A couple of weeks ago we were contacted by a member of the local TV media — a reporter who has a history of going aggressively against us whenever possible…
First off, we solved the member’s issue, but as we all know, that was just to crack to door open for the reporter, she was filing the story regardless of the members’ outcome.
I had no intention of putting our executive on air…I had previously witnessed how other local TV stations cut and sliced a seemingly innocent interview with this executive and turned it negative…So I put together a statement from the company, but made it appear as if it was crafted specifically and only for this one reporter, and sent it to her an hour before her deadline.
I did not take her follow up calls, as she also had a tendency to use phone conversations with the PR staff as official comments from the company, and I did not want our off-hand comments to defuse the message of the statement…
The story ran, and not only did she show the statement on air (on our letterhead with logo), she actually read part of the statement in her story…To me, this was a win.”
Thank you for your great comments! If you would like to add any additional thoughts, please use the comments section below.
Tags: media relations tips, PR, Public Relations, working with reporters
Posted in Media Relations | Please Comment »
If you’re a regular reader of the blog, you know that I generally advise spokespersons to return a call well before a reporter’s deadline.
Returning calls from reporters on the early side—before they begin writing their stories—can give you influence over the way they view your topic. Your early conversations may lead them to examine angles they hadn’t previously considered and speak with other sources you mentioned. All of that, in turn, may lead to more favorable coverage.
If, on the other hand, you wait to return a reporter’s call until just before his or her deadline, you may reduce your ability to shape the story. By that late point, the journalist has probably already completed 95 percent of the story and will just plug your quote into a small hole left open for you.
But here’s a question: Are there times when you might want to reduce your role in the story—and strategically return a call for a 5:00 p.m. deadline at 4:58 p.m.?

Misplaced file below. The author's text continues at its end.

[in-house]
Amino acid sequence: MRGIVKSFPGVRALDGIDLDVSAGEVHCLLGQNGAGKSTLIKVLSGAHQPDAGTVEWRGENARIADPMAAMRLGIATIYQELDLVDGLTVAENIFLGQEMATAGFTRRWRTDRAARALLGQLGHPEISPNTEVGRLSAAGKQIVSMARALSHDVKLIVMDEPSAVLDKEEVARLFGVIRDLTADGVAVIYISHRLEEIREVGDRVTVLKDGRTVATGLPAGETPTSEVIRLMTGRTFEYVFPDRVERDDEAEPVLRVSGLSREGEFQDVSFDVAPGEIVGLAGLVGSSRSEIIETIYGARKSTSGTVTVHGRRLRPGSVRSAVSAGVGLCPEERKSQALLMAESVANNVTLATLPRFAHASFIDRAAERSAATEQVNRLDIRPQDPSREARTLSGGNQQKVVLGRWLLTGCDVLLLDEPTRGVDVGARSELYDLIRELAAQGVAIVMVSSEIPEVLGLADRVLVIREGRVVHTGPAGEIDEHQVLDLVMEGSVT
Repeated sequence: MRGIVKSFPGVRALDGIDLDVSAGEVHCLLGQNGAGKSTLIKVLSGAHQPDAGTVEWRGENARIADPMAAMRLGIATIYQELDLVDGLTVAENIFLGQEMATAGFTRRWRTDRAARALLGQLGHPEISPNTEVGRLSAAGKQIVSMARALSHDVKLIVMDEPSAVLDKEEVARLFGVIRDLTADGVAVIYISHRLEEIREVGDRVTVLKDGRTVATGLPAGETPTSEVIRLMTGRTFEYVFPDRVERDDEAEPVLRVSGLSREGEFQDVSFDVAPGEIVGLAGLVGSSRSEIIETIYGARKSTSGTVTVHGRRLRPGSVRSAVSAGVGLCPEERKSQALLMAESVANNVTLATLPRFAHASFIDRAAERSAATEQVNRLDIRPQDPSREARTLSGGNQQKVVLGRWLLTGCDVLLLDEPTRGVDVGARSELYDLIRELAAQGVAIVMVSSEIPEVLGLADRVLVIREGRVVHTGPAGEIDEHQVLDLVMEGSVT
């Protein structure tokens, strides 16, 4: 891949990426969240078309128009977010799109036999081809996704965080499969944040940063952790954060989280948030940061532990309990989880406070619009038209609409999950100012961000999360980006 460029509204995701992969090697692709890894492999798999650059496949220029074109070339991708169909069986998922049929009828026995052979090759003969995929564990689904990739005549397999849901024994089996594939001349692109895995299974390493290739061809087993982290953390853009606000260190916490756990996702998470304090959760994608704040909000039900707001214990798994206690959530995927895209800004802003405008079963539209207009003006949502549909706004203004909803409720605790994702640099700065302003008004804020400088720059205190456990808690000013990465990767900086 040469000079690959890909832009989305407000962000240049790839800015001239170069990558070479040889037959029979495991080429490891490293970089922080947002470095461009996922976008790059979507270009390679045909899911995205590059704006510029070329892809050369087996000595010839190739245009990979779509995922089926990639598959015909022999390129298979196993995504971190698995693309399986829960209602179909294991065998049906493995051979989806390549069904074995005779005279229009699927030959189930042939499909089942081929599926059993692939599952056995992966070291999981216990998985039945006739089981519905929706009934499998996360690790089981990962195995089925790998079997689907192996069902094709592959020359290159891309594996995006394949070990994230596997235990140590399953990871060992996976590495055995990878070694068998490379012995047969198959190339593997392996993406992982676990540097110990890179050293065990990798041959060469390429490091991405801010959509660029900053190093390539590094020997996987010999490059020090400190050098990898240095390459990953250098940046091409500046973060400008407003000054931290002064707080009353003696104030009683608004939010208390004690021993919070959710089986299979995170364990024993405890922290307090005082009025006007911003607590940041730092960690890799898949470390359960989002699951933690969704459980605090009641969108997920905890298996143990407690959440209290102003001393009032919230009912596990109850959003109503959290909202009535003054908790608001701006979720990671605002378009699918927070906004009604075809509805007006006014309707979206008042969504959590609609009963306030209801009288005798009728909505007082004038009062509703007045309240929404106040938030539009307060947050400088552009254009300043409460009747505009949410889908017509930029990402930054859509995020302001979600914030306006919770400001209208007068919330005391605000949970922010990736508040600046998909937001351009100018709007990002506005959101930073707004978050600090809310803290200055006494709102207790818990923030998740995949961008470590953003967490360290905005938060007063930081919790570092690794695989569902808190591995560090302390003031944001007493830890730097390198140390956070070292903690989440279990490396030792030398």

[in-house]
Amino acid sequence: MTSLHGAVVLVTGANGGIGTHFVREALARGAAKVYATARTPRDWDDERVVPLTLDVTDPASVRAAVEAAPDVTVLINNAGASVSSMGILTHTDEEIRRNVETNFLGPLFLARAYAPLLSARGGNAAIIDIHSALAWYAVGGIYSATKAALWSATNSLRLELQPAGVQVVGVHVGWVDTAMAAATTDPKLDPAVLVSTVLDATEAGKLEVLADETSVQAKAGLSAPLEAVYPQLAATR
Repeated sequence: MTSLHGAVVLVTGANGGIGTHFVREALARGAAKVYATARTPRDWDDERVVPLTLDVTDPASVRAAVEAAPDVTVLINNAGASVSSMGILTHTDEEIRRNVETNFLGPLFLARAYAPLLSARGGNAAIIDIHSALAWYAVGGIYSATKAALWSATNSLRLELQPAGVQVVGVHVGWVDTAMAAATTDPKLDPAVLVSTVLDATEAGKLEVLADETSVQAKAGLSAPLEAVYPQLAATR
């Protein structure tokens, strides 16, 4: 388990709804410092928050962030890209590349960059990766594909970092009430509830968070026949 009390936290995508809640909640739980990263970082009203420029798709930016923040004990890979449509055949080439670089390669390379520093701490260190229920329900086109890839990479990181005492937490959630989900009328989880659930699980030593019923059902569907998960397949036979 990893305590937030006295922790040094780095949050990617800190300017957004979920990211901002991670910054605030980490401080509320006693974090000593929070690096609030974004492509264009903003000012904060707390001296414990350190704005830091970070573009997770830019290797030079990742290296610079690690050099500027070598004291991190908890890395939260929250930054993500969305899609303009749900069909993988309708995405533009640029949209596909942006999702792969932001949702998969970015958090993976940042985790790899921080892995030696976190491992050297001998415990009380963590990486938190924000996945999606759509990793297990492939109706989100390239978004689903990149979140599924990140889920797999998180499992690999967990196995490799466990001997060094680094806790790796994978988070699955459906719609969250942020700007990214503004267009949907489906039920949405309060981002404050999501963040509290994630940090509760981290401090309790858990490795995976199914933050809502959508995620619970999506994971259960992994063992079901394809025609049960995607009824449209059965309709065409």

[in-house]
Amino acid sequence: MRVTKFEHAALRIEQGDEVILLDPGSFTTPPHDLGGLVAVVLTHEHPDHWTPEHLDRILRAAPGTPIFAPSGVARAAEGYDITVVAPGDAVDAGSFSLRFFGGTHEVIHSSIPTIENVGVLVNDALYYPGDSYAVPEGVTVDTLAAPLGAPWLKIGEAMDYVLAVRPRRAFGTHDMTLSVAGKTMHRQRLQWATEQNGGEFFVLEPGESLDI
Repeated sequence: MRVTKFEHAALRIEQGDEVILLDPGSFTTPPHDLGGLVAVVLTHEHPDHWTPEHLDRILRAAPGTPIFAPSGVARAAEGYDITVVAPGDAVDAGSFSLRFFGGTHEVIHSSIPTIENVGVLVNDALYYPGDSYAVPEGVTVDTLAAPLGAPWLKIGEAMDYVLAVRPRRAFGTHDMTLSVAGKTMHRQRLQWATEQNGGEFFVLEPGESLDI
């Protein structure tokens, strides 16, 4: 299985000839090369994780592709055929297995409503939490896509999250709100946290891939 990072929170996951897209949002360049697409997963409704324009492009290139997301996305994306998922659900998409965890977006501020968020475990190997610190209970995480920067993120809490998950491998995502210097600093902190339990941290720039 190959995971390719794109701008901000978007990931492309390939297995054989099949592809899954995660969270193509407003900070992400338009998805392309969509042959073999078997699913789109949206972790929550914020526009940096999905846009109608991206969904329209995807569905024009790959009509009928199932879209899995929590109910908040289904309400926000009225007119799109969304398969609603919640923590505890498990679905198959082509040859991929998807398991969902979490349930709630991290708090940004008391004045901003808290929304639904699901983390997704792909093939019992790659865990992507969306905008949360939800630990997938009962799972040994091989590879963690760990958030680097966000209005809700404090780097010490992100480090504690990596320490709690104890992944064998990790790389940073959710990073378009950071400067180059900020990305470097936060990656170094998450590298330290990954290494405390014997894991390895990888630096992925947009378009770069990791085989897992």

Waiting to return a journalist’s call until just before the deadline could help you in at least two ways: Depending on the circumstance, it could minimize your role in an unfavorable story; and it prevents reporters from being able to write or say that you had “no comment,” a damning phrase that makes you look guilty.
Here are my questions for you:
Have you ever used this tactic? If so, what were the circumstances? Did it work? If you haven’t, would you consider doing so?
I’ll compile a few of your responses for an upcoming article—so if you’d like some free publicity, please leave a web address along with your comment.
Please leave your thoughts in the comments section below!
Tags: media relations tips, PR, Public Relations, Question of the Week, working with reporters
Posted in Question of the Week | 6 Comments »
Wikipedia tells us that “in partner dancing, the two dancers are sometimes not equal. One takes the Lead and the other is the Follow.” As you might have expected, gender often plays a role:
“The Lead (conventionally the male in a mixed-sex couple) is responsible for choosing appropriate steps to suit the music (if it is an improvised dance), and leading the Follow by using subtle signals to complete the chosen steps smoothly and safely.”
The majority of interview subjects approach media interviews as a dance. In their view—conscious or not—the reporter leads the dance through his or her questioning while the interviewee gamely goes in whichever conversational direction the journalist decides.
But good media interviews are not a dance. You are equal to reporters—not a companion who follows their lead.
We see this dynamic in our training sessions often. We might begin with a short lecture about the importance of remaining on message—and for the first few practice interview questions we ask the trainees, they remember to transition back to their main points.
But within a few questions, they forget about their messages entirely and just start answering our questions. We, the reporters, are leading the dance again, and the trainee has abandoned their interview strategy entirely.
It’s easy to understand why that happens. In everyday conversation, we have a more natural give and take, with each party switching turns taking the lead and follow roles. If someone asks us a question, we answer the question.
But media interviews aren’t conversations. They are strategic forms of communication intended to reach and appeal to a specific target audience. Spokespersons who forget that—and who lapse back into conversation mode—are turning the lead role back over to the reporter, voluntarily surrendering their right to be an equal.
Come join us for one of our fast-moving and content-rich media and presentation training workshops! Click here to see our upcoming sessions.
Tags: advanced media training tips, media training tips, Public Relations, working with reporters
Posted in Media Training Tips | 4 Comments »